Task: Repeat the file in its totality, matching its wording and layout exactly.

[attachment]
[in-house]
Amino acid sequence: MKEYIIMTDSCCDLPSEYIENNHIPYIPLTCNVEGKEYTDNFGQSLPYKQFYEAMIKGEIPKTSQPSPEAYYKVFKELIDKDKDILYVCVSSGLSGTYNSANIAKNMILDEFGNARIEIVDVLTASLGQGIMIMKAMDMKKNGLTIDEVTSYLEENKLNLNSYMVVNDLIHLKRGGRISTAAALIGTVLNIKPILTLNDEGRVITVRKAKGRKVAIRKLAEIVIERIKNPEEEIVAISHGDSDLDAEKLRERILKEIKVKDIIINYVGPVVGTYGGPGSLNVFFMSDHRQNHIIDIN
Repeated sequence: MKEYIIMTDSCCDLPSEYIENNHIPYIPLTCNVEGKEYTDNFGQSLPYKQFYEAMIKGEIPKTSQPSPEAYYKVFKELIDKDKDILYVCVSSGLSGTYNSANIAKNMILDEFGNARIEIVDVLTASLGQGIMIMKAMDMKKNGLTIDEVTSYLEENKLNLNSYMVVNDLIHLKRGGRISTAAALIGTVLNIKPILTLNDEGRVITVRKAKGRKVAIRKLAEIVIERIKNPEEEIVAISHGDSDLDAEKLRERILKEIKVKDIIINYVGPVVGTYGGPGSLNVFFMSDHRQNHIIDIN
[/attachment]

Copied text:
[in-house]
Amino acid sequence: MKEYIIMTDSCCDLPSEYIENNHIPYIPLTCNVEGKEYTDNFGQSLPYKQFYEAMIKGEIPKTSQPSPEAYYKVFKELIDKDKDILYVCVSSGLSGTYNSANIAKNMILDEFGNARIEIVDVLTASLGQGIMIMKAMDMKKNGLTIDEVTSYLEENKLNLNSYMVVNDLIHLKRGGRISTAAALIGTVLNIKPILTLNDEGRVITVRKAKGRKVAIRKLAEIVIERIKNPEEEIVAISHGDSDLDAEKLRERILKEIKVKDIIINYVGPVVGTYGGPGSLNVFFMSDHRQNHIIDIN
Repeated sequence: MKEYIIMTDSCCDLPSEYIENNHIPYIPLTCNVEGKEYTDNFGQSLPYKQFYEAMIKGEIPKTSQPSPEAYYKVFKELIDKDKDILYVCVSSGLSGTYNSANIAKNMILDEFGNARIEIVDVLTASLGQGIMIMKAMDMKKNGLTIDEVTSYLEENKLNLNSYMVVNDLIHLKRGGRISTAAALIGTVLNIKPILTLNDEGRVITVRKAKGRKVAIRKLAEIVIERIKNPEEEIVAISHGDSDLDAEKLRERILKEIKVKDIIINYVGPVVGTYGGPGSLNVFFMSDHRQNHIIDIN